Debunking the Most Common WordPress Myths and Misconceptions

WordPress this, WordPress that – despite being the most widely used CMS, so much misinformation surrounds it. Whether it's because it's a target for hackers or due to some outdated perceptions, WordPress attracts myths that can deter you from using it.

But hardly any business has the time to sift through multiple websites to find accurate information. This concise guide will help you make the right decisions for your website and eliminate all the doubts about WordPress.


12 Common WordPress Myths

As the fastest-growing CMS in the past ten years, WordPress powers over 43 percent of websites. Yet, both existing and new users may believe at least one rumor they have heard. However, you can only get the best out of WordPress if you know its characteristics and possibilities. The following are WordPress myths and misconceptions, even though you may think otherwise.


Myth 1: WordPress is Only for Blogs

Although WordPress was initially a blogging platform, it has evolved far beyond its origins. At 21 years old, this CMS continuously expands and embraces new features and plugins.

It’s versatile and flexible, allowing you to build different websites instead of just blogs. WordPress is an advanced website builder with various themes and customization options you can leverage to create a site matching your unique criteria. From robust eCommerce to complex membership websites, the internet is your oyster with this CMS.

It meets the needs of both small businesses and large corporations due to its scalability. Custom post types and fields allow for managing diverse content, from portfolios to job listings.

WordPress supports multimedia content, SEO optimization, and integration with various third-party services, making it suitable for virtually any web project. Ultimately, WordPress stands as the best CMS for a business website.

Are you still unsure about what else you can do with this CMS? You can build any of the following (and more) websites using WordPress:

  • eCommerce stores
  • Portfolios
  • Online communities and forums
  • Membership sites
  • Educational websites and e-learning platforms
  • News and magazine sites
  • Nonprofit and charity websites
  • Government and municipal websites
  • Real estate listings
  • Job boards
  • Social networks
  • Online directories


Myth 2: WordPress is Free, So It’s Low Quality

WordPress is proof that free things don’t necessarily exclude quality. It has solid development and extensive capabilities that are more than enough for a reliable website. A large community of skilled contributors is responsible for the core software’s development and maintenance, which ensures robust security.

Keep in mind that you still need to invest in hosting, domain names, and often premium themes and plugins. Otherwise, you may miss out on WordPress’s full potential because these investments can greatly amplify its functionality, performance, and appearance.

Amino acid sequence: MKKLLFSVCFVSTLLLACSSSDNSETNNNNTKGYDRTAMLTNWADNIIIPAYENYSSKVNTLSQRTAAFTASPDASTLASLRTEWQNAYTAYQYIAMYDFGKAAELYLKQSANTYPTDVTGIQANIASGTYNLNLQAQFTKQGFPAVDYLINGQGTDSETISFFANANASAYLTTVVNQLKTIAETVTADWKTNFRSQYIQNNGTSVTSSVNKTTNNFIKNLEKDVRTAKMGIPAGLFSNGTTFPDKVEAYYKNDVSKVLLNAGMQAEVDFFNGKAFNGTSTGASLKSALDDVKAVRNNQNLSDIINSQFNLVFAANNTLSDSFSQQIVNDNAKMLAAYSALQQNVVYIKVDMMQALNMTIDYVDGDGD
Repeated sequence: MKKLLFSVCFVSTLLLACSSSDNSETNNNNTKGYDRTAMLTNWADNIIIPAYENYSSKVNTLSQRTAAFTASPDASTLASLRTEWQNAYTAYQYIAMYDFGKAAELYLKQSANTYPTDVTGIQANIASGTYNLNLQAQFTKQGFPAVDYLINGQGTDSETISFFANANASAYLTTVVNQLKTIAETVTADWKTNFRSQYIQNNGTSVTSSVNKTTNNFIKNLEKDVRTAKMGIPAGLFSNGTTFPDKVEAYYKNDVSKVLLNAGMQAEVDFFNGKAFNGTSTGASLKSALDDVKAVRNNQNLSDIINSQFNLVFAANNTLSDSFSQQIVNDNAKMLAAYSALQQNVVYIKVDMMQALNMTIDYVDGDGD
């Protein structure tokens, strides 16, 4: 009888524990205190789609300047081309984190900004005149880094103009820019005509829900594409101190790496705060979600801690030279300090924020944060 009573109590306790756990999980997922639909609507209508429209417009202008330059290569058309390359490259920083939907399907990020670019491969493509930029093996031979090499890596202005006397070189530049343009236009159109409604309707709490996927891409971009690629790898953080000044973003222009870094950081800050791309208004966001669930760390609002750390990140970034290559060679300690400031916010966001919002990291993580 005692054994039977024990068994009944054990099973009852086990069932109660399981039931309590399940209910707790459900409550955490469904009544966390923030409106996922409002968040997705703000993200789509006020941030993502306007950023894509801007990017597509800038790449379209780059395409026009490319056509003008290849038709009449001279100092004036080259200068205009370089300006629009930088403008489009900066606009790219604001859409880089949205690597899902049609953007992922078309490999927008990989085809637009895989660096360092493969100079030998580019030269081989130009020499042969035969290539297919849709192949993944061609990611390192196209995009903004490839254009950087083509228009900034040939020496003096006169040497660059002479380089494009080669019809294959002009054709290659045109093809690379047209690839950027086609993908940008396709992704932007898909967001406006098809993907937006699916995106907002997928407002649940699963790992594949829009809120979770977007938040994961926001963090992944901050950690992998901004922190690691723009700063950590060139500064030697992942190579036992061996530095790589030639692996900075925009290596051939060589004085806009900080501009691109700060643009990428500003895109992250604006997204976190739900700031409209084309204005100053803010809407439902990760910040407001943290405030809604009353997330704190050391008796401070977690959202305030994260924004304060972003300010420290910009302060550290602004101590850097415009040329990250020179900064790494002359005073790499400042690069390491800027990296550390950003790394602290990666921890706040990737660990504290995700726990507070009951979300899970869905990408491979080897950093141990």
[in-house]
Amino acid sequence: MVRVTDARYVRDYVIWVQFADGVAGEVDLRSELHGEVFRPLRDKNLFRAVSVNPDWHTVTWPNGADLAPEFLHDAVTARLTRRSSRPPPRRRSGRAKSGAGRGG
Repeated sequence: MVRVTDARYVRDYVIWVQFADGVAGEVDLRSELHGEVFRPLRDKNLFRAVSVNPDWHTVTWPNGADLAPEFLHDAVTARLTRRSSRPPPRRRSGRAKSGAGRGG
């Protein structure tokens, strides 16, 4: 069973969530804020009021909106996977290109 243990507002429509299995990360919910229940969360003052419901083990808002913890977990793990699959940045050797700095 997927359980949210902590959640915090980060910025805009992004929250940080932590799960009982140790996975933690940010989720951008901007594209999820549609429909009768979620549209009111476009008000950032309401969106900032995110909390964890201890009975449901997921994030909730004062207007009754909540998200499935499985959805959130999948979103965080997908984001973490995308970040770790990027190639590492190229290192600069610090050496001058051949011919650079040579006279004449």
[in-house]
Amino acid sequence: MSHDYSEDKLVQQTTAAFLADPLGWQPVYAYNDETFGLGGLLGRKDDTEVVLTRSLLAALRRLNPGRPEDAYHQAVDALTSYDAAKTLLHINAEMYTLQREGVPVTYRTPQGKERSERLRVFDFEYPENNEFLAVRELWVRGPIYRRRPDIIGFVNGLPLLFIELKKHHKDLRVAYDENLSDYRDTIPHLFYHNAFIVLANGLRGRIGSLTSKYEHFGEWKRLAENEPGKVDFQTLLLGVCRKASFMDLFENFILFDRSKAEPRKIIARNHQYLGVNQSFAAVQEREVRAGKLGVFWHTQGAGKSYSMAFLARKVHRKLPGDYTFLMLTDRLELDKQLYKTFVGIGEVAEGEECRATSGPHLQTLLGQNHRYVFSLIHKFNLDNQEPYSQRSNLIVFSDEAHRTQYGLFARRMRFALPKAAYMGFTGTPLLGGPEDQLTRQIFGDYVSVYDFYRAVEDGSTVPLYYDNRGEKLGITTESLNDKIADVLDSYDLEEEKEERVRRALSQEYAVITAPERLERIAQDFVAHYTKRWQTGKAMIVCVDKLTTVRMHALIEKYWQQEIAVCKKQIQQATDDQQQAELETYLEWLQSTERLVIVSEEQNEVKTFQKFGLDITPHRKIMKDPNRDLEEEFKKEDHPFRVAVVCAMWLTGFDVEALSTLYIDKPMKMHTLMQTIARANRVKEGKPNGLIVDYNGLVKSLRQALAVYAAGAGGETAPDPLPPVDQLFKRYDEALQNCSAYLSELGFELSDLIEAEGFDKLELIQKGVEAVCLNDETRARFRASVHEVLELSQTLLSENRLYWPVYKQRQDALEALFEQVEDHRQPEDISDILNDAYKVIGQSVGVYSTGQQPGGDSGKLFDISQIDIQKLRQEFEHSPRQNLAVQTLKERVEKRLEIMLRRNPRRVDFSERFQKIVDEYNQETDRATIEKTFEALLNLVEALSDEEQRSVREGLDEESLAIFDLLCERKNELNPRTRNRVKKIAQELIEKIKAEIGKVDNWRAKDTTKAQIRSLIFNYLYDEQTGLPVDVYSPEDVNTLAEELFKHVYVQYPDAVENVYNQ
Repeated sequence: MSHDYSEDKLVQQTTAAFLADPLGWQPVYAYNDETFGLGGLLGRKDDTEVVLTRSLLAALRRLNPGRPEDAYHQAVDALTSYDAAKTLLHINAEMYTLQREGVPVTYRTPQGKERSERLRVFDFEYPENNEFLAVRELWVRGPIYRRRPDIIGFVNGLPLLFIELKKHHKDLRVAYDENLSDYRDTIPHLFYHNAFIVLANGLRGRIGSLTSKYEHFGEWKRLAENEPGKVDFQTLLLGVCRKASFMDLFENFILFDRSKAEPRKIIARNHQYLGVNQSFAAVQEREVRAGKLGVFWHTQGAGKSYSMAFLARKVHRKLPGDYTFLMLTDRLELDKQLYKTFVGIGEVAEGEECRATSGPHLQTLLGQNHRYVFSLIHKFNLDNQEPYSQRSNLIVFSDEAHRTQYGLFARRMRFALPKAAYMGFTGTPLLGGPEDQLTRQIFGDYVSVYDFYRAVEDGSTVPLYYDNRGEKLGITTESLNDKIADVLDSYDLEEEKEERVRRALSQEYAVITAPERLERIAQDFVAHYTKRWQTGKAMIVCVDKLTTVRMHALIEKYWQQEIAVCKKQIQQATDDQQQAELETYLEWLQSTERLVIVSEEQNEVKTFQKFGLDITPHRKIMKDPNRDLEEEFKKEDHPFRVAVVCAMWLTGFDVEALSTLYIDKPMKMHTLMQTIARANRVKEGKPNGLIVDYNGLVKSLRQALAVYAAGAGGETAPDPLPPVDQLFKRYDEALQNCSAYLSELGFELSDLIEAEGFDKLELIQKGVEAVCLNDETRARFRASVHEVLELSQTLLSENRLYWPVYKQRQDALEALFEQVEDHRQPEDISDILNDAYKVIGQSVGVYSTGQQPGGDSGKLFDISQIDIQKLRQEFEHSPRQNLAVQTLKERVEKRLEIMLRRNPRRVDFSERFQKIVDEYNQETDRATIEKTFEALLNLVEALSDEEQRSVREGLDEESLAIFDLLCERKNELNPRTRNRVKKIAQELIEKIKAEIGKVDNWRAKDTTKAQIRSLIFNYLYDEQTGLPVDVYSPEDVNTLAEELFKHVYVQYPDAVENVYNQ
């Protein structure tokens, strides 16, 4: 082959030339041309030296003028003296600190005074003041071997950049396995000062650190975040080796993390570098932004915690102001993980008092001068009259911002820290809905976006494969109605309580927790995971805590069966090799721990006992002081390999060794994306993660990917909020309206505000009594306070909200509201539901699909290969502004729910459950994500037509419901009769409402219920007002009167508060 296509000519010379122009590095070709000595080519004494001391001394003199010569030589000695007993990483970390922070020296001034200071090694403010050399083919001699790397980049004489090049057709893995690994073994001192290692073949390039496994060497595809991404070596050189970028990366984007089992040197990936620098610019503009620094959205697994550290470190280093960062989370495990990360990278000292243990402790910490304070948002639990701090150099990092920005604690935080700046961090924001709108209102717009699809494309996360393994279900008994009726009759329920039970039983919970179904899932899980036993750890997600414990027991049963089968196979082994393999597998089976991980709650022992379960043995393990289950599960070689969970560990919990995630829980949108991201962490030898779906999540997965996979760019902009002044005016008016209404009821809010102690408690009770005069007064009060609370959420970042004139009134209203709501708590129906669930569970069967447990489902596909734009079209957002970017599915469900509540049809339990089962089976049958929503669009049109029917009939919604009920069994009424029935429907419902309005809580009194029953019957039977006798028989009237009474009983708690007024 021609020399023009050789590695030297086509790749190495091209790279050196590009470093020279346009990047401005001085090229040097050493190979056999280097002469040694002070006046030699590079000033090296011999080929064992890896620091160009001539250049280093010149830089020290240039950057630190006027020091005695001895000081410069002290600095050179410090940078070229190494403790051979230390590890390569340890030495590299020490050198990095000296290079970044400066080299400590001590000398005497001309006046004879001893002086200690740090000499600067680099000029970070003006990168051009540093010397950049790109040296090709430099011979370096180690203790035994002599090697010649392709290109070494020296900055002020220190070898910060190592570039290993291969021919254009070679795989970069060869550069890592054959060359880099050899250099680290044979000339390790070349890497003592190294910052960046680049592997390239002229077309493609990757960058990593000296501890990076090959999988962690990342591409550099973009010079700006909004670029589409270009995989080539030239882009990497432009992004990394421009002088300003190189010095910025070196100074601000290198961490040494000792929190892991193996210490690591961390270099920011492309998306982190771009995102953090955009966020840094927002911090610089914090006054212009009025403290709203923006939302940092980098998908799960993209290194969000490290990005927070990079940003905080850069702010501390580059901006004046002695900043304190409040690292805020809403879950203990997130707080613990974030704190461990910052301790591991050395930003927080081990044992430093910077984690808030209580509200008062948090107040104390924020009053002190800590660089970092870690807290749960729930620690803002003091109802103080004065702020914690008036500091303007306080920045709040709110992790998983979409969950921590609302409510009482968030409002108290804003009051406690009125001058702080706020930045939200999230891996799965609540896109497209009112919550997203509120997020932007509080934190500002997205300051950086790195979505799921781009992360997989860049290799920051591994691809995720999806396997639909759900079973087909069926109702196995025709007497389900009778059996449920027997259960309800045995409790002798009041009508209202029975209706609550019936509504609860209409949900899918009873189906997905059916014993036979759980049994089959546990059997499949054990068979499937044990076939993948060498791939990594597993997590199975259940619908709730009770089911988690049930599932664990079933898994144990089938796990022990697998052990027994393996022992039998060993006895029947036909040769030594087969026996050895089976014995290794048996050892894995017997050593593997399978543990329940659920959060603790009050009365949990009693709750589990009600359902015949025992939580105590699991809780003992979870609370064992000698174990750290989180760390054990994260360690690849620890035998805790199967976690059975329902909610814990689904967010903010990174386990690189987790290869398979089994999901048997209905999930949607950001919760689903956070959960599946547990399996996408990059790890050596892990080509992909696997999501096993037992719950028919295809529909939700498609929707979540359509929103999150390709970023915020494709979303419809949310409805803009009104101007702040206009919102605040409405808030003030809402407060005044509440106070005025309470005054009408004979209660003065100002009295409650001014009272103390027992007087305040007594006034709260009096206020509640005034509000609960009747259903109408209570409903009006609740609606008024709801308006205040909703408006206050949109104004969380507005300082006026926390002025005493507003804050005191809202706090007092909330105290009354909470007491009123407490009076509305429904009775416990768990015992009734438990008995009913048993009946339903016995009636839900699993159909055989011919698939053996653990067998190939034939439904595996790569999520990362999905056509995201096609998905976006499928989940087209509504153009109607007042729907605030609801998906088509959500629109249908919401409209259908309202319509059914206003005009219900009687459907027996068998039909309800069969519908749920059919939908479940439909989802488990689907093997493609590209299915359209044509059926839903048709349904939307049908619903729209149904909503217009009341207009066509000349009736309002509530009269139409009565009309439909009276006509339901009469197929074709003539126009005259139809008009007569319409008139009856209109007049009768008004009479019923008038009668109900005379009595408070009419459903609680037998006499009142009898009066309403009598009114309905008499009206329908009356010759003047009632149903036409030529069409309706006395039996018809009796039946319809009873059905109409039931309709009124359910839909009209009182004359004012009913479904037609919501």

Myth 3: WordPress is Too Expensive

Yes, while some people think WordPress offers poor quality because it’s free, others believe it’s too pricey. However, you don’t have to pay a license fee to use this CMS, and you can build a functional and attractive website with free plugins and themes.

Moreover, you may never need premium features. WordPress hosting is highly cost-effective, with numerous hosting companies providing plans for WordPress starting at just $5 monthly. This is much cheaper compared to hosting a site on a commercial CMS platform.

Here’s how much WordPress may cost:

1. Domain Name

  • Cost: $10-$15 per year

2. Hosting

  • Shared Hosting: $3-$10 per month
  • Managed WordPress Hosting: $20-$50+ per month

3. Themes

  • Free Themes: $0
  • Premium Themes: $30-$100 one-time fee

4. Plugins

  • Free Plugins: $0
  • Premium Plugins: $5-$100+ per plugin (one-time or subscription-based).

5. Design and Development

  • DIY: $0 if you build it yourself.
  • Freelancer: $500-$5,000+ depending on complexity.
  • Agency: $5,000-$20,000+ for a fully customized site.

6. Maintenance and Updates

  • DIY: $0 if you manage it yourself.
  • Maintenance Services: $50-$200+ per month.

7. Additional Costs

  • Stock Photos: $0-$100+ depending on the number and source.
  • Marketing and SEO: Variable, but it can be hundreds per month if you’re outsourcing.
  • E-commerce Costs: Additional plugins and transaction fees if you’re selling products online.

Example Budget Ranges

  • Basic Blog or Personal Site: $50-$100 per year (if you’re using free themes and plugins and low-cost hosting).
  • Small Business Website: $500-$1,500+ per year (premium themes, a few premium plugins, mid-range hosting).
  • E-commerce Site: $1,000-$5,000+ per year (premium themes, multiple plugins, higher hosting costs, transaction fees).
  • Custom Professional Site: $5,000-$20,000+ initial cost, plus $500-$1,000+ per year for ongoing expenses (custom design, managed hosting, professional maintenance).


Myth 4: WordPress isn’t Secure

It’s a common misconception that software must be proprietary to be safe and credible. Despite having its source code available online for alterations and inspections, WordPress isn’t popular without reason. Devs routinely update and review the core software to pinpoint and address potential vulnerabilities.

This makes WordPress one of the safest platforms. Security issues typically stem from outdated plugins, themes, and poor security practices, such as weak passwords or infrequent updates.

You can improve your WordPress website’s security by:

  • Avoiding simple passwords: Minimize the odds of unauthorized access by creating a complex WordPress admin password.
  • Enabling auto-updates: Configure WordPress to update for minor security releases automatically.
  • Preventing excessive login attempts: Use a plugin that stops force attacks by limiting the number of logins.
  • Using application firewalls: Implement a web application firewall (WAF) to filter and monitor HTTP traffic.
  • Regularly assessing security: Conduct regular security audits and scans to detect vulnerabilities.
  • Ensuring server hardening: Harden your server configuration by shutting off unnecessary services and using secure file permissions.